When it comes to breast health, a lot of emphasis is put on cancer treatment. Words like ‘survivor’ and ‘early detection’ are common this time of year. What is discussed less frequently is prevention. We now know that certain behaviors and choices can contribute to healthy breast tissue, reducing the chances of disease. The World Cancer Research Fund estimates that 38% of breast cancer in the United States could be prevented with diet, physical exercise, and weight management. Why is it that this isn’t discussed as much as how to detect cancer?
Cancer has touched my family tremendously. I lost my young mother to endometrial cancer in 2008. After her death, it seemed as if every year brought with it a cancer diagnosis for a close family member. Grief stricken, I began to wonder if getting cancer was inevitable. There came a point, however, in which I had to decide to not let fear consume me. Educating myself on what I could do (instead of focusing on things beyond my control) has been empowering. Here is some scientific support for breast cancer prevention that I’ve discovered in my quest to take ownership of my health.
Diet and Nutrition
It is widely known that eating antioxidant-rich foods (mostly fruits and vegetables) reduces cancer risks. Research on cancerous breast tissue shows high levels of chemicals such as aluminum and parabens. Eating fresh, organic vegetables and fruits instead of commercially raised and packaged produce can greatly reduce exposure to chemicals. It will also limit exposure to estrogen-like compounds (said to be a possible contributor to cancer in high amounts) often found in food additives and plastics. Limiting processed foods is also important for reducing breast cancer risks and improving breast health.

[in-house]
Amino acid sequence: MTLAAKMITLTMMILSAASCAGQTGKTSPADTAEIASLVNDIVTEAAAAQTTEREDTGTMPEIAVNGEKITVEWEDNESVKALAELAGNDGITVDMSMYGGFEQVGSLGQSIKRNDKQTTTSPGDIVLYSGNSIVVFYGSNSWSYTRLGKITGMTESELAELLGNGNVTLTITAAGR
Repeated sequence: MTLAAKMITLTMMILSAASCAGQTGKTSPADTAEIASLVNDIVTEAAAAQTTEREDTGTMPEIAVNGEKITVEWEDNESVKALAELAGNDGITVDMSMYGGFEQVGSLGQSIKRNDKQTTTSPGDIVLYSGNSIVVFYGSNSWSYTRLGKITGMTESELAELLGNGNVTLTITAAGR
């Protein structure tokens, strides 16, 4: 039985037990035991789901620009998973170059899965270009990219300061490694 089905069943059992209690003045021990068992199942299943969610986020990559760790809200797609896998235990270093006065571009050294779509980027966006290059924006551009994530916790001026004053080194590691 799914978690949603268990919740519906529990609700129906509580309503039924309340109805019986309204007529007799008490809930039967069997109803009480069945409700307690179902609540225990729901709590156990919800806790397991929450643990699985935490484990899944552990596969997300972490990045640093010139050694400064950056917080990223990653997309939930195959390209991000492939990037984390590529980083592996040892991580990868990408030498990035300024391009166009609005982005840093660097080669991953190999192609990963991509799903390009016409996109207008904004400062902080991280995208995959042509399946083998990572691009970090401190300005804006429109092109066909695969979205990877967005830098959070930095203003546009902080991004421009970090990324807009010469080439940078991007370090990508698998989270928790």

Two nutrients that have made names for themselves in breast health are vitamin D and omega -3 fatty acids. It is very important for women to get their vitamin D levels checked regularly through a simple blood test. Currently, normal range is considered 32-100 ng/ml. Women should inquire what their actual number is; falling in the range is great but having optimal levels is even better. A study by prominent vitamin D researchers indicates that women whose levels are above 52 ng/ml have half the risk of the general population of developing breast cancer. As for the omega-3s, researchers in China analyzed the results of 26 international studies involving nearly 900,000 women; 20,000 of whom had breast cancer. They concluded that the women who consumed the highest levels of omega-3 fatty acids from fish had a 14% reduction in breast cancer risk, compared to those who ate the least. Scientists found that for each 0.1 gram of fish oil women consumed daily, risk of breast cancer dropped by five percent. These findings support the World Health Organization’s recommendation to include at least two servings of oily fish per week in your diet.
It is hard to talk about disease prevention without including the role of exercise. Breast health is no exception. In addition to helping one maintain a healthy weight–obesity is a contributing factor to many cancers–exercise improves circulation and lymphatic flow, helping remove toxins from the body. Movements like running and jumping rope are beneficial, because they increase the flow of lymph through the lymphatic system, aiding immune function. Yoga, Pilates, and other resistance workouts improve hormone responses and lower blood sugar levels. Exercise also reduces stress and balances moods by boosting serotonin. Like to exercise outdoors? You get an extra bang for your buck with sun exposure: vitamin D and an even bigger dose of serotonin!
While we can’t isolate all the variables that contribute to cancer risk, other lifestyle choices can also improve woman’s chances of maintaining optimal breast health. Here are some key factors in decreasing and increasing the risk of breast cancer. Some of them might surprise you!
Having more than one child
Having one child before age 20
Breast feeding each child for at least six months
Maintaining a healthy weight
Eating a diet rich in antioxidants and omega 3 fatty acids
Having vitamin D levels over 52 ng/ml
Getting adequate sleep
Not having children
Having first child over age 30
Not breast feeding
Consuming excessive amounts of alcohol; smoking
Having low vitamin D levels
Being exposed to hormone-mimicking chemicals
Poor sleep habits
So, although breast cancer has sadly become all too familiar, arming yourself with this knowledge and taking preventive measures can help you maintain good health.
Here’s to doing what you can do… you have two hands and two tatas… take control ladies!